(recent work with knockout mice has revealed this  in these mice the ability of the gene is knocked out)

  • Huggins, over 60 years ago, found certain matrices were capable of new bone formation

  • Urist (orthopedic) (1965) established the key discovery, that de-mineralised lyophylized rabbitt bone can induce bone formation when implanted intra-muscularly
     ectopic – put tissue in the wrong place
     orthopic – put tissue in the right place

  • Reddi and Sampath showed that it acts in a sequential development cascade that mimics stages of osteochondral ossification similar to that in the limb bud, important in human development (in utero  how bone develops in the embryo).

  • Reddi and colleagues used dissociative extraction agents (guanidine, SDS (sodium dodecyl sulphate) and urea) to yield a soluble fraction (3%) and an insoluble type 1 collagen matrix. The two components need to be reconstituted for effectiveness. Bone induction markers ( what induces bone growth), such as alkaline phosphatase and RA calcium, are commonly used in bioassays

  • Wozney et al.(1988) were the first to clone BMP’s


BMP’s (“floating around in ECM”)

  • Decalcified bone implants have been used to treat patients with osteomyelitis

  • Bone contains a substance osteogenin (BMP-3) that initiates bone growth

  • Bone induction, as in morphogenesis through cartilage, involves a multi-stage process, each regulated by BMP’s involving

    • chemotaxis

    • mitosis

    • differentiation

  • BMP’s bind to extracellular matrix, such as heparin and collagen type IV. This converts a soluble morphogen into an insoluble matrix-bound morphogen that can act locally in the solid state and may protect it from proteolysis and prolong its half-life

  • There are 15 BMP’s
     It is not known why there are so many BMP’s, probably because they react in many tissues.

  • If you deliver the BMP’s in the right location and in the right way, they can work.


Pleiotropy of BMP’s
 The production by a single gene of at least two apparently unrelated effects
 Dependent on the concentration

  • Chemotaxis (optimal at fentomolar concentrations)
     or stimulate cell movement into a chemical gradient.

  • Mitosis (picomolar)

  • Differentiation (nanomolar)

    • cartilage in vitro

    • bone in vivo
       However, in vivo BMP’s are not “floating around” but are bound to ECM, so their local concentrations may be higher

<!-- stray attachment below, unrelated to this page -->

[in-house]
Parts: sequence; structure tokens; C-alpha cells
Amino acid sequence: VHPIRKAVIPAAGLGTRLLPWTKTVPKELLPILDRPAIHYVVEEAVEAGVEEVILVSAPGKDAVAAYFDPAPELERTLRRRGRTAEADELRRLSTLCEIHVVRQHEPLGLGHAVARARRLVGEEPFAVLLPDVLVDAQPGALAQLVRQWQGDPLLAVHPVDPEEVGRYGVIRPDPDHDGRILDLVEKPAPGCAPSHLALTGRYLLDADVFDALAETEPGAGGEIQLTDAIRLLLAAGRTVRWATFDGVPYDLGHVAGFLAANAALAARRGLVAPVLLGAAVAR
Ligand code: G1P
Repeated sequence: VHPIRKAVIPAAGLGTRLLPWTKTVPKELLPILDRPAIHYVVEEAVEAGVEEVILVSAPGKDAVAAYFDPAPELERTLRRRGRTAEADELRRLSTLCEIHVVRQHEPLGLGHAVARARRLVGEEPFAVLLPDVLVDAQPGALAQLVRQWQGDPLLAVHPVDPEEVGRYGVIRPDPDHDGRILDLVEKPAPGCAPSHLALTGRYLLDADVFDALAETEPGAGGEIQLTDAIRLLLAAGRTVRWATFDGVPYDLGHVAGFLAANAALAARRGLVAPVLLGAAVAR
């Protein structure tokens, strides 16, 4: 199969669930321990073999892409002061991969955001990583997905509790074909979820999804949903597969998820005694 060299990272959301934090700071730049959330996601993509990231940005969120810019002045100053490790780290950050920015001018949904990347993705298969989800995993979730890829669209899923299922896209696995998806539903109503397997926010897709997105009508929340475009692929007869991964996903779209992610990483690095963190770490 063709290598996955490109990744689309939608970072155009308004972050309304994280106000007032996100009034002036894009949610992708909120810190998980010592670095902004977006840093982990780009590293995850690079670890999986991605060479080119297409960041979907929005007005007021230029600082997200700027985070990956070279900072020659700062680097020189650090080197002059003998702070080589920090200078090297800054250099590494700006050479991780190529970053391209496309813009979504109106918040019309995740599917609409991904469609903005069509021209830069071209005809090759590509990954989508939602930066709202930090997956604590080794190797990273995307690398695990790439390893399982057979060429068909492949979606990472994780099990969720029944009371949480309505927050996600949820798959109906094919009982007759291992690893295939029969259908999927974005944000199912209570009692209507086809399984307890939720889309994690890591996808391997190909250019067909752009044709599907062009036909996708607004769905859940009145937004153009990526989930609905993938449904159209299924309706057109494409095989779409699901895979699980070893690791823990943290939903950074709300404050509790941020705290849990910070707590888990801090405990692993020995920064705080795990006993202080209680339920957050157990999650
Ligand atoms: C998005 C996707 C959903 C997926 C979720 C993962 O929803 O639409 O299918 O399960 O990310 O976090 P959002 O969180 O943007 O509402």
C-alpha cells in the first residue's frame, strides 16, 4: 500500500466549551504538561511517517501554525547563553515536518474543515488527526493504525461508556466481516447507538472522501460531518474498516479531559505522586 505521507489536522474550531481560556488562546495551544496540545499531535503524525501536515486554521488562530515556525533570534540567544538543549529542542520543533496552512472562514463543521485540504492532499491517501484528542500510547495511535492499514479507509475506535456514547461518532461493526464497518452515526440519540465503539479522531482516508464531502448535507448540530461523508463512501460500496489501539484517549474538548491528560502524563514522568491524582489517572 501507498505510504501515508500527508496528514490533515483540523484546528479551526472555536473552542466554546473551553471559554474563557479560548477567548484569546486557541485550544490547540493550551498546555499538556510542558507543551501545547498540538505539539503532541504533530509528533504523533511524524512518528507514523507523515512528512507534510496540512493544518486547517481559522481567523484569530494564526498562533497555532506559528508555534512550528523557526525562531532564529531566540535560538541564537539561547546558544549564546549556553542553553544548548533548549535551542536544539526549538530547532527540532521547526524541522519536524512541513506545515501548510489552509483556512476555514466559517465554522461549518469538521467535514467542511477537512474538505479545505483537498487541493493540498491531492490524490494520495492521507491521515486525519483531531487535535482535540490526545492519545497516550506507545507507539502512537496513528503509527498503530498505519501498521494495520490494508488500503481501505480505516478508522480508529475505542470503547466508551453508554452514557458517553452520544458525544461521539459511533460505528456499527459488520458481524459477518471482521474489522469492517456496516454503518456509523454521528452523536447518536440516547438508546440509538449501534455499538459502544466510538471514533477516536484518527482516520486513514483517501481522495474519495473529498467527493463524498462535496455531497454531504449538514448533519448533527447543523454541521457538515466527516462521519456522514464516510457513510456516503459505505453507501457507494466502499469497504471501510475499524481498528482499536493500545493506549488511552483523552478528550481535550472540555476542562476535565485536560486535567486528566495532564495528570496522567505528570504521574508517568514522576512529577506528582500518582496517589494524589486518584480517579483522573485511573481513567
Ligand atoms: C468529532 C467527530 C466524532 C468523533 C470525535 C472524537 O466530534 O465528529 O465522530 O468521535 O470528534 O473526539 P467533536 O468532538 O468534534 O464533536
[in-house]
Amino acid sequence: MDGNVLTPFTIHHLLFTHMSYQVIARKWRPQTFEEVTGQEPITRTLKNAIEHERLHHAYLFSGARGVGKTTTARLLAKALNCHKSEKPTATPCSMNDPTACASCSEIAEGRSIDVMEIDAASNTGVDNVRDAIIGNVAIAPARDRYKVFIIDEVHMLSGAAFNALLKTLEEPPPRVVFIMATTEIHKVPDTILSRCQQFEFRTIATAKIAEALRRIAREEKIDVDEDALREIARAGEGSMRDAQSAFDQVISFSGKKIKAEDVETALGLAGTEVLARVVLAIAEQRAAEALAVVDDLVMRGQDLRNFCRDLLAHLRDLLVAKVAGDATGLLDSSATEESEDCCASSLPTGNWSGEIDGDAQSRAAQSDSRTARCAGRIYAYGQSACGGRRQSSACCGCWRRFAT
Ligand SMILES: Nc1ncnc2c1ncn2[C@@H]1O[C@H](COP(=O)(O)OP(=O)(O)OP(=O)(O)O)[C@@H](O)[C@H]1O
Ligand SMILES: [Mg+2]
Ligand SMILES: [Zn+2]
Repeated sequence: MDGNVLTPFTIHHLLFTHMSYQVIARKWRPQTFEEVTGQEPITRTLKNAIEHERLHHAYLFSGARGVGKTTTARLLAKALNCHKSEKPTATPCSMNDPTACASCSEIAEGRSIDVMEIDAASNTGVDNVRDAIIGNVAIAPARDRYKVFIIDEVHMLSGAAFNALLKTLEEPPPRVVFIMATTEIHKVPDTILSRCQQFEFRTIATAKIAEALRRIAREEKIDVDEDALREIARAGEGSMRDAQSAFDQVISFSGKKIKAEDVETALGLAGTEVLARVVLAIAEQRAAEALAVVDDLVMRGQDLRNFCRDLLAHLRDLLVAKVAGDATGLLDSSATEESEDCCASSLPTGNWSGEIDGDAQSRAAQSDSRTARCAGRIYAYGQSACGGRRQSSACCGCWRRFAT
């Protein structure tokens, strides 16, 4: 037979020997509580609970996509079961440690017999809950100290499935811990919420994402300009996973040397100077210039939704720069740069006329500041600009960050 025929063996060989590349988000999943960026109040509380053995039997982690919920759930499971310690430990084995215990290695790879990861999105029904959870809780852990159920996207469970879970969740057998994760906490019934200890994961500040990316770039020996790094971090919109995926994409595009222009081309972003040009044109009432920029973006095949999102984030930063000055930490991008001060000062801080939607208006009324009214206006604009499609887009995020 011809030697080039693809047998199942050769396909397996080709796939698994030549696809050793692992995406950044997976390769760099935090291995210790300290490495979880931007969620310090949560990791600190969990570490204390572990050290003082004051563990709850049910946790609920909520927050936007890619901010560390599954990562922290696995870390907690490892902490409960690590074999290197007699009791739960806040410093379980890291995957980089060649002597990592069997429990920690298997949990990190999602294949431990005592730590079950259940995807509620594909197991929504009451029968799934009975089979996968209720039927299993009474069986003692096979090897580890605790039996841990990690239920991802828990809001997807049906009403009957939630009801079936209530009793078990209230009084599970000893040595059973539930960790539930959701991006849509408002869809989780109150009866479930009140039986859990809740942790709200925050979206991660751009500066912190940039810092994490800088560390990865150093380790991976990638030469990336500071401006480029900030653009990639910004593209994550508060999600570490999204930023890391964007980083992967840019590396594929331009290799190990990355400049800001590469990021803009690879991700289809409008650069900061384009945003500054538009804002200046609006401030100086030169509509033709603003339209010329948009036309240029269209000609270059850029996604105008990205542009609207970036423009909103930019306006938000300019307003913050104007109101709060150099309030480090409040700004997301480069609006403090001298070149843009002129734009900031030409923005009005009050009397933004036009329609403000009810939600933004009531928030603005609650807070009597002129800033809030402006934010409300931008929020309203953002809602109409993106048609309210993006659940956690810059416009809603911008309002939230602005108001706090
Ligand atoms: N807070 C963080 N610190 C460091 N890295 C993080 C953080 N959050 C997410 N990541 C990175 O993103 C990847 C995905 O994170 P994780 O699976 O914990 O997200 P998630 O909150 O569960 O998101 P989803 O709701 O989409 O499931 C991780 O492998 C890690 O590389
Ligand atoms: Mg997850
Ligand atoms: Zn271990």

• Maintenance of phenotype (no differentiation)

    • cartilage

  • Stimulation of matrix production

  1. BMP’s bind to the ECM ( these are the key components for the development for bone)

  • ECM molecules play a key role in morphogenesis - explained by the binding of BMP’s to:

  • Collagen I - bulk matrix of bone

  • Collagen IV - part of invading capillaries. Vascular invasion is a pre-requisite for bone formation

  • Heparan sulphate - basement membranes

  • Heparin

  1. BMP Binding Proteins

  • NOGGIN
     role in head induction in amphibian embryos

  • CHORDIN

  • DAN

  • BMP’s have same affinity to these binding proteins in the ECM as to surface receptors on the cell membrane. (So there competition between BMP and the binding proteins).

  • This controls production and limits the possibility of hypertrophic bone (negative feedback control)


Signaling pathway for BMP’s




  • They are dimeric in form - types I and II receptors collaborate

  • Type I is a protein kinase. It phosphorylates intracellular substrates called SMAD’s (1&5), which enter into the nucleus to switch on gene expression

  • Once genes have been expressed, inhibitory SMAD’s within nucleus block protein kinases in the cytoplasm.

  • This regulates the activity of BMP’s, thus preventing them from “going into overdrive”




  • Also negative feedback in the cell (preventing from growing in the overdrive)


Activated BMP will go into the cell than there is the phosphorylation cascade, SMAD will express the genes and after that also “anti-SMAD” will be produced.

Biomimetic Biomaterials - Delivery Vehicle for BMP’s

  • Collagen

    • most effective vehicle for recombinant BMP. Commercial exploitation for use in cranial and facial applications

  • Hydroxyapatite

  • Fibronectin

  • Laminins

  • Geometry critical e.g. pore size (how easy is it for the cells to get in the pores?), beads/disc

  • The only use of BMP’s in tissue engineering:
    a fusion to help when there is pain in the back (vertebral column).

    The titanium cage is filled with bone chips from schrum, it will take about 6 months to grow. When BMP is used that will be faster.
     They had to prove with animals that it worked (monkeys because of the loading).
     Problem: by stopping the movement somewhere in the vertebral column, somewhere else is more movement and loading.

  • Most autografts are from the pelvis, since there is too much bone.